32. Duplicate content is fine (wait, what?) – This may sound ridiculous. You know that Google penalizes websites for duplicating content. Actually, this is true only if you duplicate content within your own domain. For example, if you have the same content on both www.domain.com/ page1.html and www.domain.com/page2.html, then Google is  going  to  penalize  you. However, if the same content were to appear on two (or more) different domains, such as www.hisdomain.com/page1.html and www.herdomain.com/page1.html, then Google will treat the content as if it were unique and not penalize either site. This only makes sense as articles, press releases and other content do get copied and duplicated over many different web sites. What this means is that you can submit the same content to as many sites as you want, for example submitting the same article to dozens of article directories, without fear of being penalized or downranked. Bear in mind that Google will be placing excessive duplicated content in their supplemental index, which means, duplicates won’t really show up in search results. It is still a useful practice to submit the same content to as many relevant sites as possible so it gains maximum exposure to readers and Internet users. These readers may very well link to your original site from their own blogs, web pages or sites and therefore increase traffic and the number of backlinks to your site.More on duplicated content and getting flushed into supplemental index: Most of the time, duplicate results are shown in a supplemental index (that means, not displayed). Google has a problem determining who is the original and who is the duplicate. This can happen if someone else copied your content and Google actually thinks the other person is the original and you are the duplicate. However, there is still a way to let Google know who is the original. For example, you have the same article on your site and on 1,000 article directories. The best way to tell Google you are the original is to have the 1,000 sites point a link back to your site. This is the same as academic referencing where 1,000 sites referenced your site. Therefore, this tells Google your site is the original source. Also, since 1,000 other sites referenced your site, it makes Google think that the content is quite important and hence, rank better. If your content has been copied and Google mistakenly puts you in the supplemental index, what you can do is to change your content afresh and make a press release. This way, you have unique content and the press release will bring the spiders back to your site so Google can re-cache your site. This often rescues a site from getting binned in the supplemental index.

 


If all of this sounds too complicated to do yourself, call us at 281-816-6932 or fill out our contact form to see how we can help your website rank higher in the search engines and, more importantly, make you more money.

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SEO – On-Page Optimization

On-page optimization is maximizing the factors that you can do and control with your own web site so that it gets high ranking in the search engines. Simple things such as site coding, the layout and display of your web site, and site architecture and navigation. On-page optimization is a very important part of SEO, some might even say fundamental. Without solid on-page optimization, your backlinking will be for naught as Google places high importance on your web site’s structure and coding, and if it determines that your web site isn’t what it’s suppose to be, then the backlink and other off-site factors are wasted. You can still gain some ranking from a good backlinking campaign, but it won’t be at its best because of a lack of solid on-page factors.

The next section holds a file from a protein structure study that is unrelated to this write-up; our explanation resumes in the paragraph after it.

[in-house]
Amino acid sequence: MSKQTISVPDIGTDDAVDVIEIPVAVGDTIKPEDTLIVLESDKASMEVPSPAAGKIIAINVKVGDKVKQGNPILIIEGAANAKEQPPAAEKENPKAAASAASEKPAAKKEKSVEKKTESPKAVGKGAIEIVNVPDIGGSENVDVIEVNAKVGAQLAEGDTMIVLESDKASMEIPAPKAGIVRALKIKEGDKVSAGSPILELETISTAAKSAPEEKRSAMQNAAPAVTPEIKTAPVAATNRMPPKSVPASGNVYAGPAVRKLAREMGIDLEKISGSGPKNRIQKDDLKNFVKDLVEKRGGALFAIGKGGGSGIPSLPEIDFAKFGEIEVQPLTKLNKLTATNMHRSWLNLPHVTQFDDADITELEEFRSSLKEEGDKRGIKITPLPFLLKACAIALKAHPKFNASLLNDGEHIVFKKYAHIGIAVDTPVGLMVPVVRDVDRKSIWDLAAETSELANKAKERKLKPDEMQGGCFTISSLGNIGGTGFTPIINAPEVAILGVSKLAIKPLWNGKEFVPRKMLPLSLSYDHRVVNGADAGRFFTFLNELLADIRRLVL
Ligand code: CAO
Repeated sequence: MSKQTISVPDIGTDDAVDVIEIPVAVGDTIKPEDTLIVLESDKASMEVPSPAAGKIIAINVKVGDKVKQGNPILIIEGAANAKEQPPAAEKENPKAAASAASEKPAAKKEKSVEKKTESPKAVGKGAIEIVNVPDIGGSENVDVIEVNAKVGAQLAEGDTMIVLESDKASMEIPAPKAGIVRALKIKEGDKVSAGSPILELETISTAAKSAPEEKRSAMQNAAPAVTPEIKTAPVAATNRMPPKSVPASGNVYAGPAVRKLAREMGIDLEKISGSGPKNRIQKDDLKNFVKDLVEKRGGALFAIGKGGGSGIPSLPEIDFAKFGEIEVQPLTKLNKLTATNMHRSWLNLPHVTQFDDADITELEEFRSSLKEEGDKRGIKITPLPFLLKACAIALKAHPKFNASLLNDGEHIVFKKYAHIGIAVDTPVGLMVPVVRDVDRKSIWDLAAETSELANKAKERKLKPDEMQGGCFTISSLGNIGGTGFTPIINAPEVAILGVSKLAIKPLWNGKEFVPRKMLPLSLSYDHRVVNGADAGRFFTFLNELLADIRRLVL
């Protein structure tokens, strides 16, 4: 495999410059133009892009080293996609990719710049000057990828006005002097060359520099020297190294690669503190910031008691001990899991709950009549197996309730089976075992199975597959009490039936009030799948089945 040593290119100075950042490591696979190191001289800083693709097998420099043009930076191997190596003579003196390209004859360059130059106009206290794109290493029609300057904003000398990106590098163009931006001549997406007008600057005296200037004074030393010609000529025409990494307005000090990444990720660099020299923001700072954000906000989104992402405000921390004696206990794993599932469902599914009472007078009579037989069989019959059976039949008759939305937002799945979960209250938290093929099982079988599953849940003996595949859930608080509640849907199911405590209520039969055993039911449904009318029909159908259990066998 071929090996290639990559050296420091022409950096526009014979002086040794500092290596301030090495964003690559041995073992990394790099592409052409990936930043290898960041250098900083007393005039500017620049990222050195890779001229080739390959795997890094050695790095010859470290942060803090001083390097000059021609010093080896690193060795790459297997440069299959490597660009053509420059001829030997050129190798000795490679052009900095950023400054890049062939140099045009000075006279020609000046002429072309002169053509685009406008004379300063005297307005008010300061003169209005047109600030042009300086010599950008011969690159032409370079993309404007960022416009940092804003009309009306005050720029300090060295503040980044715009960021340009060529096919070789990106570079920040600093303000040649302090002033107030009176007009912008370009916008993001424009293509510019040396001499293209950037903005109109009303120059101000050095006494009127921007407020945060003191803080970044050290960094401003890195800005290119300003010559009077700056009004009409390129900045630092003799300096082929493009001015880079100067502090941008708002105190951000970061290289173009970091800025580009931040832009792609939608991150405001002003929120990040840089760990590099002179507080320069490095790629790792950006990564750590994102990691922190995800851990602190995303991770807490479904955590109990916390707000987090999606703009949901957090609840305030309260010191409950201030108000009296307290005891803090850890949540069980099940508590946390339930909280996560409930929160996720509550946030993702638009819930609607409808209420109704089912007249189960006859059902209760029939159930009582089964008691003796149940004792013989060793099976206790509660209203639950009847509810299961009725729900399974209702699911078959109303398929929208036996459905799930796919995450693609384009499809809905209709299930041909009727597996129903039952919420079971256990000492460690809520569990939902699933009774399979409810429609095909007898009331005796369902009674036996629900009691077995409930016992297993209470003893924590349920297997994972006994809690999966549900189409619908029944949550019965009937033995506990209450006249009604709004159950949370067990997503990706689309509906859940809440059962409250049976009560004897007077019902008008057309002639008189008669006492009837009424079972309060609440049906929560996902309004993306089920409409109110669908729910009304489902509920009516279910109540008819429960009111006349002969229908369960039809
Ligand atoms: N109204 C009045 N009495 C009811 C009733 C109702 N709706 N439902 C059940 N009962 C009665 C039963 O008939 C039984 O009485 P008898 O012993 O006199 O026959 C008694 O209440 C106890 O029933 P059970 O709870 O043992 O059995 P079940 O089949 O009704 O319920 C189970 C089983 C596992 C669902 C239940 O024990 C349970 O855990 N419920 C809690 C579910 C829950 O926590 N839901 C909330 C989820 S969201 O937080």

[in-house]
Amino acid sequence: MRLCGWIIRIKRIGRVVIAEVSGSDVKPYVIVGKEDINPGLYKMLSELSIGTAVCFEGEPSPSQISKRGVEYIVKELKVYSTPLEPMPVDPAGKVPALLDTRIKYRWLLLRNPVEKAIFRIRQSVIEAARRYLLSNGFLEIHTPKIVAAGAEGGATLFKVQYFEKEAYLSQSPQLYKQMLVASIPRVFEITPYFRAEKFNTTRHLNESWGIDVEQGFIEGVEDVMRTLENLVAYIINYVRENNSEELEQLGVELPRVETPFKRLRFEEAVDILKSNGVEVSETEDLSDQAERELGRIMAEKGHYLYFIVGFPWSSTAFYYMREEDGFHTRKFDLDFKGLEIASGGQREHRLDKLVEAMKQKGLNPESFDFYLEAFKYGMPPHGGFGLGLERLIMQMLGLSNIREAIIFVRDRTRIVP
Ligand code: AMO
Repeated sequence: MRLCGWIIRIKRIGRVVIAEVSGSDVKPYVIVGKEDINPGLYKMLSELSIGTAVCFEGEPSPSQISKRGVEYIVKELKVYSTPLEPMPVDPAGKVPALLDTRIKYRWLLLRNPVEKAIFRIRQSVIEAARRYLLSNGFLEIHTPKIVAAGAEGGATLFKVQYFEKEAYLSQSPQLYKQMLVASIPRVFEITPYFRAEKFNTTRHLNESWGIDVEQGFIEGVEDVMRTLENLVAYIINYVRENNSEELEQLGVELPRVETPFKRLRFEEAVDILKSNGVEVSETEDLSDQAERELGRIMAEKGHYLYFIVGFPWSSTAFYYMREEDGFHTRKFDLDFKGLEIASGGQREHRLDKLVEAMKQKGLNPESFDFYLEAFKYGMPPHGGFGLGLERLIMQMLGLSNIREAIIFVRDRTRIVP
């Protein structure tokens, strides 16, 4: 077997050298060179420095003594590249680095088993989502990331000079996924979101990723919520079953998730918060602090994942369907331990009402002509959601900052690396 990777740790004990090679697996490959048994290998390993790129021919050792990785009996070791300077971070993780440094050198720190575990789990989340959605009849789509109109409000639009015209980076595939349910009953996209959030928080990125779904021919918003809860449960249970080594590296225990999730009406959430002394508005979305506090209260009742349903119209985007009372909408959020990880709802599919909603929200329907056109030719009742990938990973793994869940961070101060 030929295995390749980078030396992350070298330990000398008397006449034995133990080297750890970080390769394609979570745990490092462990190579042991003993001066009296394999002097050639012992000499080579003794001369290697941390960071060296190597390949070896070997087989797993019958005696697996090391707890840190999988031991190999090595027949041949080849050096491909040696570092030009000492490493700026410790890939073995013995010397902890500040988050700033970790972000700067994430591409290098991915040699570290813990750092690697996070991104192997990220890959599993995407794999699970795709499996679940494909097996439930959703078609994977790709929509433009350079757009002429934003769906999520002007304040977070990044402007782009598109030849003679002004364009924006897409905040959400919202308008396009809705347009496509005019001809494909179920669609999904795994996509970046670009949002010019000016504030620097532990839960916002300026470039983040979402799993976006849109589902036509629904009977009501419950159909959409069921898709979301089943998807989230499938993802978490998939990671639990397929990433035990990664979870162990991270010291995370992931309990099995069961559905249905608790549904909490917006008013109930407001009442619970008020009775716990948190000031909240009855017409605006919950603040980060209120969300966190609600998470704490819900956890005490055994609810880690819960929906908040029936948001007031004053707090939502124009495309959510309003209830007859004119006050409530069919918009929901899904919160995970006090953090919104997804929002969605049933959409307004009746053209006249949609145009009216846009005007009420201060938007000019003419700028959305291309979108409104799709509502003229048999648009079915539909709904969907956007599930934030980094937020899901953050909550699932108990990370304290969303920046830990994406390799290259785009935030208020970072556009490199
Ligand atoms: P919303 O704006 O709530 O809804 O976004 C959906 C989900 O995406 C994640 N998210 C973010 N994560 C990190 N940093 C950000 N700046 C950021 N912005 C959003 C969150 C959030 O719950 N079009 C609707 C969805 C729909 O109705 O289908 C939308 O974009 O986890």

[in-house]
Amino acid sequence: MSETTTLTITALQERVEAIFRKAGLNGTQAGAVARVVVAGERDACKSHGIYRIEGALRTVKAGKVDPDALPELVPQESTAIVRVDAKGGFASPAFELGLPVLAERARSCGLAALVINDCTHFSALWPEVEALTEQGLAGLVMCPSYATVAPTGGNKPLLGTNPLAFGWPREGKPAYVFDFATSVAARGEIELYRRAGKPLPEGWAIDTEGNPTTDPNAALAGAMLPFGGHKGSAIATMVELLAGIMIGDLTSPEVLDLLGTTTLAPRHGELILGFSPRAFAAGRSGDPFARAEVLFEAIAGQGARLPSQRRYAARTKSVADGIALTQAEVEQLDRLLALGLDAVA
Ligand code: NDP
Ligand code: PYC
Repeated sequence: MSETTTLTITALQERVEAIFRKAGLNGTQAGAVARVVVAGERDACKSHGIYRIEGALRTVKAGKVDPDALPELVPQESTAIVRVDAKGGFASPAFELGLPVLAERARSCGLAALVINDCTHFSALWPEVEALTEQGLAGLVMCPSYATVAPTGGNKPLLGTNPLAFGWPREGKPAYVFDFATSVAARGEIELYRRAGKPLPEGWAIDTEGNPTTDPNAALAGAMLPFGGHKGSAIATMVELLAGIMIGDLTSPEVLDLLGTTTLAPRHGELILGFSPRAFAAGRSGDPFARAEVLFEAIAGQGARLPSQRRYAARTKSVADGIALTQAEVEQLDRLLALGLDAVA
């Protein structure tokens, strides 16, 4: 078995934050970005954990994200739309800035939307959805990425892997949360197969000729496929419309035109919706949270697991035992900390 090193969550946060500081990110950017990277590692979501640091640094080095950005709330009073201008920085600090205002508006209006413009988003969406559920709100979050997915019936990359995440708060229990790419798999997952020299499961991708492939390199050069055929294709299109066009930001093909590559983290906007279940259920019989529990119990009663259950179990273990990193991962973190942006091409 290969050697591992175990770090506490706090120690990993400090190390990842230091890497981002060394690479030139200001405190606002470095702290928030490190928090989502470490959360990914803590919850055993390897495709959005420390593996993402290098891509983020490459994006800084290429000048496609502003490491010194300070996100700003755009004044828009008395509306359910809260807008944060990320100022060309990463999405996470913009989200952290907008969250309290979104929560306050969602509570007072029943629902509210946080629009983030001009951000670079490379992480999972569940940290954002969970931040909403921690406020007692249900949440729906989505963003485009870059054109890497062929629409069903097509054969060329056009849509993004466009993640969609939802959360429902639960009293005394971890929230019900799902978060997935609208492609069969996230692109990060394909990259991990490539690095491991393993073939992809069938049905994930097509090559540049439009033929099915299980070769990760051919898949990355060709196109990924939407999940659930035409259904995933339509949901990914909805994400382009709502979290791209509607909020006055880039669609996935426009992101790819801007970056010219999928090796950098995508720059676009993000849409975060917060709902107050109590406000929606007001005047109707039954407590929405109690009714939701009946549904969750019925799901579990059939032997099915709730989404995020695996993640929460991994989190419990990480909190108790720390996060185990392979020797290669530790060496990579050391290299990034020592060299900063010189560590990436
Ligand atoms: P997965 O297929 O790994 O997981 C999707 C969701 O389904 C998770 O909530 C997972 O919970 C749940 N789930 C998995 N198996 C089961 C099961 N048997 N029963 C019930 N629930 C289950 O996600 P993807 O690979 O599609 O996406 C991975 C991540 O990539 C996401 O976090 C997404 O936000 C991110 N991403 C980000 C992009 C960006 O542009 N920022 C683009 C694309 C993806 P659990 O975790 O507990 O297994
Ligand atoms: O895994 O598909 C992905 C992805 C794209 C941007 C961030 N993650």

on-page optimization

It surprises us still that so, so many people still take on-page optimization for granted. They think that a fancy website design, along with fancy, awesome images arranged perfectly on the main page is more than enough to grab people’s attention and lure more visitors. It’s a thinking that’s quite similar to how you would run a print ad campaign, or something like a movie poster. You hope that the images used is strong enough to convey a certain feeling or connection to the viewer and grab their attention. Or, they make their web site easy to navigate, with proper internal links and relevant content spread throughout the site.

However, all of this is for nothing if they do not understand proper on-page optimization.

There are a few, must-know on-page factors that have to be very well taken care of, or the web site might be as well be non-existent to the search engines. You have to ask yourself the fundamental question:

“HOW ARE PEOPLE GOING TO FIND MY WEB SITE?”

No, fancy websites in flash is not the answer (in fact, flash is completely useless. We have already explained this earlier).

No, properly designed web sites with a lot of good, well-informed content is not the sole answer. Though it is very important to have great content and a proper design for your web site, if you do not take care of your coding, keyword density and other, more crucial on-page factors, your web site is not going to get high ranking.

Therefore it is very important that you have an understanding of the important on-page factors so you can get excellent on-page leverage.

That is, if you manage your on-page factors well, then your backlinking efforts will get multiplied!

ON-PAGE LEVERAGE

This is what we call on-page leverage: on-page leverage is, quite simply, all about maximising your on-page factors so that you rank considerably higher compared to another site with less than perfect on page optimization, even though that site may have more backlinks.